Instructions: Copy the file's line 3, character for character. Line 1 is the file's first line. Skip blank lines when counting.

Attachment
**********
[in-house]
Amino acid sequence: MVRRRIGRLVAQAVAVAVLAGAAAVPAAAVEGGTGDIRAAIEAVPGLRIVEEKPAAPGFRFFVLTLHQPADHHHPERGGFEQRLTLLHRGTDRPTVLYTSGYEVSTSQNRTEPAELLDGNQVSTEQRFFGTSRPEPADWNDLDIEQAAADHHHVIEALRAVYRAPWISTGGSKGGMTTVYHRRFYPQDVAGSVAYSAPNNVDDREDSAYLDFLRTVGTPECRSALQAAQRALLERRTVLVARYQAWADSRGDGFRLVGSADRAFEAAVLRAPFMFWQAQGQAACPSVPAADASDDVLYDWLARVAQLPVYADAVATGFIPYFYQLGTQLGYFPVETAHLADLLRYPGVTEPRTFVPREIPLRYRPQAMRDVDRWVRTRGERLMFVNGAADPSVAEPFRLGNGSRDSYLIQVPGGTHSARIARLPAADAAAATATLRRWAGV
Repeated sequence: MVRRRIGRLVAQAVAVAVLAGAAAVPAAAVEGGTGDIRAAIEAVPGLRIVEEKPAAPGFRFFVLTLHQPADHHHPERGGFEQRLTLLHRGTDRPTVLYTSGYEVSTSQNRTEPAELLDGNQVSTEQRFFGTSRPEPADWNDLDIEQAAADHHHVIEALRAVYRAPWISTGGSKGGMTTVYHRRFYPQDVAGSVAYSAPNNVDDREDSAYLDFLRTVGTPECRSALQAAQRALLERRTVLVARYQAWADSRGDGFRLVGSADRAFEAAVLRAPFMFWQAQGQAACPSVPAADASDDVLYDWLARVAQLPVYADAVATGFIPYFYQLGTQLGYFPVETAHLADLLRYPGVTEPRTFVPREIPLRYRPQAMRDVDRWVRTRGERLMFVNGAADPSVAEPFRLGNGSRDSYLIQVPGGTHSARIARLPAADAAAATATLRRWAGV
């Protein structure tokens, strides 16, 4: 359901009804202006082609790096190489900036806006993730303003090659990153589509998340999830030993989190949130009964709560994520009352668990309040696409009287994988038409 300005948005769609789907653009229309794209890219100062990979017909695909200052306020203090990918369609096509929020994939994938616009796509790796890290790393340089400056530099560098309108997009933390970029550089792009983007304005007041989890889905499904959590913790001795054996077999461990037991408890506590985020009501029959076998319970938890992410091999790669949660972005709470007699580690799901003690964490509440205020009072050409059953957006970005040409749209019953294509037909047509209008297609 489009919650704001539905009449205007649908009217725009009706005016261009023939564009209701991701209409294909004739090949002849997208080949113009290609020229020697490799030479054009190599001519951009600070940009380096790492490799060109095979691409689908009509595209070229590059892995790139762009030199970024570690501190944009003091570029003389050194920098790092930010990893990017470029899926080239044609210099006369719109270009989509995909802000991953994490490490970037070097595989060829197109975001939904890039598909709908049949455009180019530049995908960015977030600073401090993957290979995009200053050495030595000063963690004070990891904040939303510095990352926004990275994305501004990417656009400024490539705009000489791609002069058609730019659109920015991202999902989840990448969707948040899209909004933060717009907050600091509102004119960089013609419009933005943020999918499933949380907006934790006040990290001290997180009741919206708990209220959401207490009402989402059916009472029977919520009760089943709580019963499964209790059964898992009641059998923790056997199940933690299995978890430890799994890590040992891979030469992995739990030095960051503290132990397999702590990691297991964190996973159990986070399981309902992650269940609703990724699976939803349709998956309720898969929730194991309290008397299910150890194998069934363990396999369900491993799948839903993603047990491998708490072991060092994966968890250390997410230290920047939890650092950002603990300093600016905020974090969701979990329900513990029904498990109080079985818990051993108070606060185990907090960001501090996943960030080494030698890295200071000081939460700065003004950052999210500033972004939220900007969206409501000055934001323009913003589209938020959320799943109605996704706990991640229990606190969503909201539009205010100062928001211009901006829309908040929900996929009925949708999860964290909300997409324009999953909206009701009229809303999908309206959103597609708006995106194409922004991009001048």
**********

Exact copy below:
Repeated sequence: MVRRRIGRLVAQAVAVAVLAGAAAVPAAAVEGGTGDIRAAIEAVPGLRIVEEKPAAPGFRFFVLTLHQPADHHHPERGGFEQRLTLLHRGTDRPTVLYTSGYEVSTSQNRTEPAELLDGNQVSTEQRFFGTSRPEPADWNDLDIEQAAADHHHVIEALRAVYRAPWISTGGSKGGMTTVYHRRFYPQDVAGSVAYSAPNNVDDREDSAYLDFLRTVGTPECRSALQAAQRALLERRTVLVARYQAWADSRGDGFRLVGSADRAFEAAVLRAPFMFWQAQGQAACPSVPAADASDDVLYDWLARVAQLPVYADAVATGFIPYFYQLGTQLGYFPVETAHLADLLRYPGVTEPRTFVPREIPLRYRPQAMRDVDRWVRTRGERLMFVNGAADPSVAEPFRLGNGSRDSYLIQVPGGTHSARIARLPAADAAAATATLRRWAGV